‘Bob the Builder' Quickly Constructing a Following in the United States6 Jul, 2001 By: John Jimenez
Only months after the merger between HIT Entertainment and Lyrick Studios, Bob the Builder, the animated construction worker from the United Kingdom, is building a market for himself in America.
Bob's third home video installment, Pets in a Pickle, comes out Aug. 7(prebook July 10) on VHS at $14.99.
“Bob,” a longtime HIT property, was a key ingredient in the companies'merger because of his success in the United Kingdom and Lyrick's presence inthe United States.
“One of the things they thought would be very smart was to take advantage of our distribution system and our relationship with retailers,” says Debbie Ries, who was with Lyrick before the merger and is now HIT's senior v.p. of global sales.
The stop-frame animation series was born in the United Kingdom two years ago, starting as a 10-minute short running on the “telly” once a week. Since then, “Bob” has sold 2 million videos in the United Kingdom, roughly thesame number as preschoolers in the country.
The series, targeted to 3- to 7-year-olds, features a construction worker, his assistant and his machines as they encounter problems and use teamwork to fix them. The show's tagline: “Can we fix it? Yes we can!”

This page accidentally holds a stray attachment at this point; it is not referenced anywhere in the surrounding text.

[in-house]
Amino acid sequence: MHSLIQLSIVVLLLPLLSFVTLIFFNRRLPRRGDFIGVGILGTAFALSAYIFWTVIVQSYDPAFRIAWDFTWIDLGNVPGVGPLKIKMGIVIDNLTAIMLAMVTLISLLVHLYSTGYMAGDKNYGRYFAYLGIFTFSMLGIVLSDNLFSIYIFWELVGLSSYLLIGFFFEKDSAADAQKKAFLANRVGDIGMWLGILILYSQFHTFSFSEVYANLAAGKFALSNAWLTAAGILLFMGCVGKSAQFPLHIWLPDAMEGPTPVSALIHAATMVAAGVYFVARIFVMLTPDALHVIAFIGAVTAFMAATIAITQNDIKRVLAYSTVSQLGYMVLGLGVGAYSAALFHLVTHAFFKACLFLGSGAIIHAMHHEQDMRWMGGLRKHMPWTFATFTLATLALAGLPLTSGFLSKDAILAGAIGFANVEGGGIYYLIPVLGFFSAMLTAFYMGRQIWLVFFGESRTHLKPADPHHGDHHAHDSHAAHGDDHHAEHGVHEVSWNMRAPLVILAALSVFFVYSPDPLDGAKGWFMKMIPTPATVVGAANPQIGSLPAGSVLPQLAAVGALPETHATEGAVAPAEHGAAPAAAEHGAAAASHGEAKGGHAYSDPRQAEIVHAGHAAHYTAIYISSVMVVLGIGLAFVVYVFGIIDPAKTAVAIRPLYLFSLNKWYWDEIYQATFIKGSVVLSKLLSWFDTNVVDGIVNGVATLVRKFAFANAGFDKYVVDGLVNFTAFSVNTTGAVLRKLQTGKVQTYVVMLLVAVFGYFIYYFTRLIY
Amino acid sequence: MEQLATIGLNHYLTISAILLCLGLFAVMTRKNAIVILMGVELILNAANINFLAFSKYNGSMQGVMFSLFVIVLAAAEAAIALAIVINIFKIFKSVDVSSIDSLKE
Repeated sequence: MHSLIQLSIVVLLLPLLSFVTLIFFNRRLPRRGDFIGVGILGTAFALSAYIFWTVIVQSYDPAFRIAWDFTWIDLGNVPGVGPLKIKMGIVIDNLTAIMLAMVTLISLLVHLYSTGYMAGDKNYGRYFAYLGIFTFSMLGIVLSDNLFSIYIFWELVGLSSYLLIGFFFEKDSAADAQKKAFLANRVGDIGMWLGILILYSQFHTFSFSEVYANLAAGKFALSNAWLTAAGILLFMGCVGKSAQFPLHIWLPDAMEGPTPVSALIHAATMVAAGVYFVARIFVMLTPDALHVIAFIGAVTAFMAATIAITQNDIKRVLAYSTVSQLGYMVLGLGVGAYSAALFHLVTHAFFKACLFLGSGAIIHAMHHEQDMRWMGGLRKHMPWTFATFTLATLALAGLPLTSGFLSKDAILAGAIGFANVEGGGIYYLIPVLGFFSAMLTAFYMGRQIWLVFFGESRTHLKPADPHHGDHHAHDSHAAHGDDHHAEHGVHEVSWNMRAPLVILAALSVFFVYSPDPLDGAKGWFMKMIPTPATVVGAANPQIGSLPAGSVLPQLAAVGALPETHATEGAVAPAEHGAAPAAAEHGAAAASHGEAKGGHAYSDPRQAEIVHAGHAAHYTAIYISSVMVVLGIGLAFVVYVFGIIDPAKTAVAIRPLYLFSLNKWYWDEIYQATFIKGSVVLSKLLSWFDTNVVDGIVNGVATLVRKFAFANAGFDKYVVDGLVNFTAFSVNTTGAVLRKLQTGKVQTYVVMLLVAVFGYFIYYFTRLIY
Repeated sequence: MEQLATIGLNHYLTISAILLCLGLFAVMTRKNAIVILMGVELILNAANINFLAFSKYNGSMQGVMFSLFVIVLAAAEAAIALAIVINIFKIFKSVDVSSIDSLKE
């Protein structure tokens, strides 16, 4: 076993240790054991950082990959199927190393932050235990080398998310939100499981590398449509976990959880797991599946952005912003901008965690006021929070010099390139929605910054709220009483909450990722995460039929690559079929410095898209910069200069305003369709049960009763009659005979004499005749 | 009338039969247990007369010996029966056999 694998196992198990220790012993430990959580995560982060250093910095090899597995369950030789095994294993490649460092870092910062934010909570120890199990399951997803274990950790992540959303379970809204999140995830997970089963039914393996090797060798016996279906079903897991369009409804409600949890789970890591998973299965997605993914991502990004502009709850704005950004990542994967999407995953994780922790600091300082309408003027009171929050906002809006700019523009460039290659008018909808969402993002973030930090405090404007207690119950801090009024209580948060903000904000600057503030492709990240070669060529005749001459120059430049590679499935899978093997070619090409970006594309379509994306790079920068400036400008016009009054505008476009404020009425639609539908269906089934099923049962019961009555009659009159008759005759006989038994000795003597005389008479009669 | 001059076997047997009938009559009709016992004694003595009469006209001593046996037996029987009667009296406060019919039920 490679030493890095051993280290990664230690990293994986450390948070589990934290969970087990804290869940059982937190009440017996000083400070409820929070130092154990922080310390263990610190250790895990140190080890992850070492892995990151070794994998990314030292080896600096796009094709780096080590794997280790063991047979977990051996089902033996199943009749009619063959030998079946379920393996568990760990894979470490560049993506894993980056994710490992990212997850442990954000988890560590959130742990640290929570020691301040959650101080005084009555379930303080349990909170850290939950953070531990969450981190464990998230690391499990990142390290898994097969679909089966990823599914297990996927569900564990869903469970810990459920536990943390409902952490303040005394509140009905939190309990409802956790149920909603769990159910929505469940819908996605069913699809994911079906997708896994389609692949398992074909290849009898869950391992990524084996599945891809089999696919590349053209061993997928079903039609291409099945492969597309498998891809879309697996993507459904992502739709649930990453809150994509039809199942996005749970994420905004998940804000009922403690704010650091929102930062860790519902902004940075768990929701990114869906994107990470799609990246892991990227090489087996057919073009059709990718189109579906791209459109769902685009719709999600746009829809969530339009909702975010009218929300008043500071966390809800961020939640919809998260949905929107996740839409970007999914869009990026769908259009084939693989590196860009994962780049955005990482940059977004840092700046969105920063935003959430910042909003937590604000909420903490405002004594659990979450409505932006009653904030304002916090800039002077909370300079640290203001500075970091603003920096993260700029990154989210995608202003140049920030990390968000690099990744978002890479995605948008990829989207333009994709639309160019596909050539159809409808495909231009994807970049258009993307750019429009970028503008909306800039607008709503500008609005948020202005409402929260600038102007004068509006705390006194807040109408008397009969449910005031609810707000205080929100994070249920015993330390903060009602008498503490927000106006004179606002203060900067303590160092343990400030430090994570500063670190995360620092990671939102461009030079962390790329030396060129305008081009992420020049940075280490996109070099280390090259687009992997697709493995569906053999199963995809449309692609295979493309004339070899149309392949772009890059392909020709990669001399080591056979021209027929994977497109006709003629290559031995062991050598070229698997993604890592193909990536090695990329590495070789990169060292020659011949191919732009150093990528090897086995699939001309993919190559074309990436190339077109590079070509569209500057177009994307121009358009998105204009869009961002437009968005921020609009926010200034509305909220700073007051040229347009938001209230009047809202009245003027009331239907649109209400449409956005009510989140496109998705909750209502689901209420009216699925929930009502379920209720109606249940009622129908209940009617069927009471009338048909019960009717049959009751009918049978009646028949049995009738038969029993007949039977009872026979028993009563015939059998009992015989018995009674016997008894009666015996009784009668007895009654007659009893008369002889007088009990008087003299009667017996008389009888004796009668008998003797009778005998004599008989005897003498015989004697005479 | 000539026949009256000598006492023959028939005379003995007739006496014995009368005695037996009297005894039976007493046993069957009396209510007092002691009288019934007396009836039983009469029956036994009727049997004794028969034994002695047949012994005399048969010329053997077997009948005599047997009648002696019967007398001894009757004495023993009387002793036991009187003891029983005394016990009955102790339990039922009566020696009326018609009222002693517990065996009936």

“It's a little more boy than girl, but not very much,” says Ries. “And it has really positive messages, so mom will like it too.”
Pets in a Pickle features four adventures in which the town's pets keepgetting into trouble. It also has four three-minute mini-adventures with educational themes that link the shows together.
“We anticipate we'll ship 350,000 units prior to street date,” Ries says. She notes that in the United States, the first two releases, which both came out May 22, have sold “just shy of 500,000 units in six weeks.”
Both titles, Can We Fix It? and To the Rescue, have been among the top 10 nontheatrical children's videos since their debut, according to VideoScandata.
The show has rolled out a little differently in the United States than overseas. Ries says HIT is probably one of the few companies that believes, “You don't necessarily need television to launch a series [as evidenced by “Barney,” “Veggie Tales” and “The Wiggles.”] That being said, TV makes things much bigger,” she says.
Bob's extremely popular daily show on Nick Jr. has served to drive a lot of domestic awareness, as have 35 to 40 licensees.
“Bob” will have one more release this year, Bob's White Christmas, for theholidays. He will make his DVD debut for Christmas 2002, the last of five scheduled releases next year.
“I think our audience will build quickly here,” Ries says. “We are being very careful about the amount of product we release. We want ‘Bob' to be around in 10 years, 20 years, 50 years.”